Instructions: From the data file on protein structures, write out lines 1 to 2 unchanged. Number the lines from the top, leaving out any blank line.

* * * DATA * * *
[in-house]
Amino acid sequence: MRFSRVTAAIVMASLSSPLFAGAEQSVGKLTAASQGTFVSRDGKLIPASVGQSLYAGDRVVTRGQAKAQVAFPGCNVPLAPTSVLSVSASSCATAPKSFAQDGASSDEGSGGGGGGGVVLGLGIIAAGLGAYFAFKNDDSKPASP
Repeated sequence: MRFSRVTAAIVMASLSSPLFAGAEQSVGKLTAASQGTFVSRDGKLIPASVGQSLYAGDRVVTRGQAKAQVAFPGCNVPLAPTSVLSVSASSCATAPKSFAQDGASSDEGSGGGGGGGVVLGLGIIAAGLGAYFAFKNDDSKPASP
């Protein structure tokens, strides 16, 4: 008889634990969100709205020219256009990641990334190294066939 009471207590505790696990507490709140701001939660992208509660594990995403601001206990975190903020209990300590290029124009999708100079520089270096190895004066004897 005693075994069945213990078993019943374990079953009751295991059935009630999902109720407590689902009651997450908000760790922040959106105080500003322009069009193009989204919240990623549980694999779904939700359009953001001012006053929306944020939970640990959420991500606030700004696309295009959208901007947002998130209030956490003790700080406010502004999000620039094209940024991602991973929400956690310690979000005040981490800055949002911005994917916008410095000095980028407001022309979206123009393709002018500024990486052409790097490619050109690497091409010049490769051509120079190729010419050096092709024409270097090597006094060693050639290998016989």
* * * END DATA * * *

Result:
[in-house]
Amino acid sequence: MRFSRVTAAIVMASLSSPLFAGAEQSVGKLTAASQGTFVSRDGKLIPASVGQSLYAGDRVVTRGQAKAQVAFPGCNVPLAPTSVLSVSASSCATAPKSFAQDGASSDEGSGGGGGGGVVLGLGIIAAGLGAYFAFKNDDSKPASP